The Reno County Courthouse is an unusual and striking example of the building type. With the administrative functions grouped in a grand, two-story central hall, the building is distinctive in its organization. Its six-story massing produces an unexpected verticality. Stylistically, it illustrates the transition from earlier, classically inspired courthouses to more abstract Art Deco buildings. The Reno County Courthouse is the last of seven courthouses designed by the prolific Hutchinson architect William E. Hulse (1882–1943).
The courthouse replaced an 1880s Second Empire structure that was condemned and then demolished in the early 1920s. The replacement building occupies a large block on the northwest corner of First Avenue and Adams Street. The symmetrical south elevation, facing First Avenue, is centered on a protruding six-story entry tower faced in limestone. The entrance is set into a massive buttressed form with the building’s name inscribed at the top in stylized lettering. The entry is reached by going up a flight of stairs from ground level up to the first floor level and into a grand, two-story arched recess. The tower continues upward and is punctuated by two vertically connected series of windows set between corner buttresses. The chamfering at its top enhances the tower’s solidity. The mass of the building steps back above the ground, third, fourth, and fifth floors. The lower levels, up to the third story, are clad in limestone; the upper stories are clad in yellow brick. The cornice on the top floor features a ziggurat relief pattern.
The eastern and western facades utilize an identical palette of materials and setbacks. These facades differ in that the ground floor is pulled forward and the entrance is located on this level. The central features of these facades are five tall, arched windows that indicate the grand, two-story hall within. The northern facade is more simply detailed with limestone at the ground level, and unornamented brick above.
On the interior, the main entry leads past a lobby, flanked by the building’s elevators and main stairway, and into a large hall that is filled with the county’s administrative departments. Mezzanines on the north and south provide views of the maze of desks below, which are encircled by a service desk. The third floor, which is also a double-height space, contains the courtrooms. A large, central, sky-lit corridor serves the courtrooms. The eastern courtroom was part of the original construction and maintains its original appearance. The area of the western courtroom was originally left as unfinished space. The public spaces in the courthouse are well appointed with marble baseboards and paneling, burled walnut wainscots, doors, and built-in furniture, and decorative lighting fixtures available through contemporary architectural catalogs.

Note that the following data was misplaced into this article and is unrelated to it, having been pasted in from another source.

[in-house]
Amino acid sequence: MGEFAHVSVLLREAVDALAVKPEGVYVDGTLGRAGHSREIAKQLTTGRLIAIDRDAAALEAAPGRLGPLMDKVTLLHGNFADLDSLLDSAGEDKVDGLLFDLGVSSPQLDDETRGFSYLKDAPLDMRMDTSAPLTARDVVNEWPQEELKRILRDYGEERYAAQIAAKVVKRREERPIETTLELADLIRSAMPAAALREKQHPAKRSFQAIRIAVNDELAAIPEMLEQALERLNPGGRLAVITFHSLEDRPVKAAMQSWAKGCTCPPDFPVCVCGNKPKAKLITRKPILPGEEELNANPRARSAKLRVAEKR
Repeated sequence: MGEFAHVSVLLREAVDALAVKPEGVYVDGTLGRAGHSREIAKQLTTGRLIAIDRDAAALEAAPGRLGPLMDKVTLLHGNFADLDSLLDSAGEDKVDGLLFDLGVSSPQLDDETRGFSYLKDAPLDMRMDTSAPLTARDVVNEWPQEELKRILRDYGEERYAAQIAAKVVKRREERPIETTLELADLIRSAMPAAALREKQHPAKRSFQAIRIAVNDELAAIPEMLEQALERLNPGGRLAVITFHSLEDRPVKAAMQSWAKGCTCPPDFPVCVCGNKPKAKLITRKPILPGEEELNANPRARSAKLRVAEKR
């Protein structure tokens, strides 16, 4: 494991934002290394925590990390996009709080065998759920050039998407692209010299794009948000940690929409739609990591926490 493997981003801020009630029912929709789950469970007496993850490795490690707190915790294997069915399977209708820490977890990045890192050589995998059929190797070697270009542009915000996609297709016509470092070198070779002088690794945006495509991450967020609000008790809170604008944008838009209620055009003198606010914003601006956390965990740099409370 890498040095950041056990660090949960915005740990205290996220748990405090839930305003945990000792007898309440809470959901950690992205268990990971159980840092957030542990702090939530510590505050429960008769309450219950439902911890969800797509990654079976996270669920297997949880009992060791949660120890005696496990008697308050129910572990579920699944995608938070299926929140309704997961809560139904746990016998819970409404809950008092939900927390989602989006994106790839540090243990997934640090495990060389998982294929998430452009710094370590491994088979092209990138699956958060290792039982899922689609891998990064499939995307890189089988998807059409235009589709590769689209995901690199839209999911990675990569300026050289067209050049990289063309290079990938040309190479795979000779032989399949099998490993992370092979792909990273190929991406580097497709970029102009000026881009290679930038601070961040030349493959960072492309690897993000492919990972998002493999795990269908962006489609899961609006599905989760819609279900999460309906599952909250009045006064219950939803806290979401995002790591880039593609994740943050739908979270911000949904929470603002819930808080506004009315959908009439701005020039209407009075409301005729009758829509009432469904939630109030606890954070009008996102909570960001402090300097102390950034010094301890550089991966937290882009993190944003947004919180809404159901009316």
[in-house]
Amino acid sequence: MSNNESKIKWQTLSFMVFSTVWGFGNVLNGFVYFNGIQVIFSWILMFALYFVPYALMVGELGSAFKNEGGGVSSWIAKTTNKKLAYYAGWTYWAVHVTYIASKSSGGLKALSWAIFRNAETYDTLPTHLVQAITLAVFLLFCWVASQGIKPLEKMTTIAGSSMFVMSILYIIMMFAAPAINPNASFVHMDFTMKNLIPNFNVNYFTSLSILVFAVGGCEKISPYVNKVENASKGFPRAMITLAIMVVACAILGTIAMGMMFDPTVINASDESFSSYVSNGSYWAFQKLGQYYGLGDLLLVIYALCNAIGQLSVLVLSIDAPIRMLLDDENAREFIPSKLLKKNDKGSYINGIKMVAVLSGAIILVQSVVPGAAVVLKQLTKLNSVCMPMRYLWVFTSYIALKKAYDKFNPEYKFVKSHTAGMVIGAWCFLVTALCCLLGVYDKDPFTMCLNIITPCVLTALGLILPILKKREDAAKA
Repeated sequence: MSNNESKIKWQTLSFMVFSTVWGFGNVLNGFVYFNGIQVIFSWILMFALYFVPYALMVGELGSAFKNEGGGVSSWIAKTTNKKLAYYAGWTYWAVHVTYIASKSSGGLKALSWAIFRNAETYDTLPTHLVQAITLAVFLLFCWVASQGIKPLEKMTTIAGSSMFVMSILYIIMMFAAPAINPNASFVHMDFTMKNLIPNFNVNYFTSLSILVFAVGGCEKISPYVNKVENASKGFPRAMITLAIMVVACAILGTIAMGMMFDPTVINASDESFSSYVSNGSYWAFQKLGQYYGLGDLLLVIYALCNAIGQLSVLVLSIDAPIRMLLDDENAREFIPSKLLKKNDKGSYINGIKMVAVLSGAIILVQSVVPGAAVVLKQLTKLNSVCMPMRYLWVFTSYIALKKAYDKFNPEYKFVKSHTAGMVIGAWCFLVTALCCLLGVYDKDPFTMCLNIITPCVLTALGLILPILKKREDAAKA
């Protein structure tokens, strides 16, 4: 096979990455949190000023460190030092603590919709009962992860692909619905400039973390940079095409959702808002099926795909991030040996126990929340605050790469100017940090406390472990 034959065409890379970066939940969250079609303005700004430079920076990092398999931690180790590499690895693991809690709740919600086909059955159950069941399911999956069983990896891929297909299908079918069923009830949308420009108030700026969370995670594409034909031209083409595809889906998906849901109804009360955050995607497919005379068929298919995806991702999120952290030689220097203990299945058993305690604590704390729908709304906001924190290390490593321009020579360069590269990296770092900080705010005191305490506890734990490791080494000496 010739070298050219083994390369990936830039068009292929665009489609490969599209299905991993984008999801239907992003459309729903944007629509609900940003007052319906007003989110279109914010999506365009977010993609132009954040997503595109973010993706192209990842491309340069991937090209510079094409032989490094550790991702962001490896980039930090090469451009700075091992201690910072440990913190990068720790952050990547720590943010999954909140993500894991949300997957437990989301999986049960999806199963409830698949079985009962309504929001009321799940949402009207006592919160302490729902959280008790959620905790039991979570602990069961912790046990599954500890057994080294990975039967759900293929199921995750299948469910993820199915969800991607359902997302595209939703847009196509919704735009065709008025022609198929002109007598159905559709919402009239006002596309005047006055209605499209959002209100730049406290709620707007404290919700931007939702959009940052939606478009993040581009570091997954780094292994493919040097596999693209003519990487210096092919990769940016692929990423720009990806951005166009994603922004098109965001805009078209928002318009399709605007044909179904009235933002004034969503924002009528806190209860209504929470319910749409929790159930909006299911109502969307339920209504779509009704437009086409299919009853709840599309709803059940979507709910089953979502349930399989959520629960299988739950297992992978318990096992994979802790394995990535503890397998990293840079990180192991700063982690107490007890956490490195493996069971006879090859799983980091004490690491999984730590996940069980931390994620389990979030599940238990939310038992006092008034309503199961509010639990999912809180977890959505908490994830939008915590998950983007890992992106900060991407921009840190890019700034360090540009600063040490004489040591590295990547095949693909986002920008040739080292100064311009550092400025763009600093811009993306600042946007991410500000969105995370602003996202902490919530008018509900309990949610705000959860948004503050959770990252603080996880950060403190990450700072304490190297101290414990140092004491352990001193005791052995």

With the exception of minor repairs and updates, the building appears much as it did when it was completed in 1931. The most significant change occurred in 1971, when the sheriff’s offices moved from the fifth floor into the newly completed Reno County Law Enforcement Center, located immediately to the west of the courthouse. The simple but elegantly designed building was completed by Hutchinson architects Miller, Hiett, Dronberger, Arbuckle and Walker. It defers to its older neighbor, using tan brick and limestone-colored precast concrete, and while it obscures the lower portion of the courthouse’s western facade, it does not impair primary views of the building.
By 1929, when Hulse began work on the Reno County Courthouse, the winds of change in architectural tastes blowing from Europe could be felt even on the plains of Kansas. The 1925 Paris Exposition International des Arts Decoratifs et Industriels Moderne introduced a range of new aesthetic models. In the United States, architects like Bertram Goodhue were looking for ways to free themselves from reliance in inherited traditions and his Nebraska State Capitol (1923–1932) illustrated such efforts. These new architectural ideas seem to have influenced Hulse’s work on the Reno County Courthouse, which captures and exudes the energy of experiment and change at the time of its construction.
Hagedorn-Krass, Martha, “Reno County Courthouse,” Reno County, Kansas. National Register of Historic Places Inventory-Nomination Form, 1987. National Park Service, U.S. Department of the Interior, Washington, D.C.
Schwenk, Sally F., “Historic County Courthouses of Kansas.” Multiple Property Documentation Form, 2002. National Park Service, U.S. Department of the Interior, Washington, D.C.
Wortman, Julie A., and David P. Johnson. Legacies: Kansas’ Older Courthouses. Topeka: Kansas State Historical Society, 1981.
Wyllie, Romy . Bertram Goodhue: His Life and Residential Architecture. New York: W. W. Norton and Company, 2007.